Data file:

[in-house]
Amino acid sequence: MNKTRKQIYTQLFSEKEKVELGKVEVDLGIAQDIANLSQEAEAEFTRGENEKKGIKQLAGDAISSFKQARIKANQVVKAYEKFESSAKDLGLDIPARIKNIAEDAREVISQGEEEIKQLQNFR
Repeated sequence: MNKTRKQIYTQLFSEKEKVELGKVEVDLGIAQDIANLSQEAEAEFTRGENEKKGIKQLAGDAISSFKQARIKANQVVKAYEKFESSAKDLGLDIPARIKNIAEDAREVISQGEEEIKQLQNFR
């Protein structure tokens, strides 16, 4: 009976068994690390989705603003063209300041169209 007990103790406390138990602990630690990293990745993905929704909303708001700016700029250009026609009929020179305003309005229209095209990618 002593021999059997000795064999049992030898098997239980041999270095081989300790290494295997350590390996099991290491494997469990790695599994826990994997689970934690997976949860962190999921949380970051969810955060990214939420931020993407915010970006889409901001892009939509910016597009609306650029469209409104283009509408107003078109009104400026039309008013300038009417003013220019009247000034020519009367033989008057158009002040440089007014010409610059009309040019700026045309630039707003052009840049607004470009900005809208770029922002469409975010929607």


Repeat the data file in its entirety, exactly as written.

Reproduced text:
[in-house]
Amino acid sequence: MNKTRKQIYTQLFSEKEKVELGKVEVDLGIAQDIANLSQEAEAEFTRGENEKKGIKQLAGDAISSFKQARIKANQVVKAYEKFESSAKDLGLDIPARIKNIAEDAREVISQGEEEIKQLQNFR
Repeated sequence: MNKTRKQIYTQLFSEKEKVELGKVEVDLGIAQDIANLSQEAEAEFTRGENEKKGIKQLAGDAISSFKQARIKANQVVKAYEKFESSAKDLGLDIPARIKNIAEDAREVISQGEEEIKQLQNFR
């Protein structure tokens, strides 16, 4: 009976068994690390989705603003063209300041169209 007990103790406390138990602990630690990293990745993905929704909303708001700016700029250009026609009929020179305003309005229209095209990618 002593021999059997000795064999049992030898098997239980041999270095081989300790290494295997350590390996099991290491494997469990790695599994826990994997689970934690997976949860962190999921949380970051969810955060990214939420931020993407915010970006889409901001892009939509910016597009609306650029469209409104283009509408107003078109009104400026039309008013300038009417003013220019009247000034020519009367033989008057158009002040440089007014010409610059009309040019700026045309630039707003052009840049607004470009900005809208770029922002469409975010929607």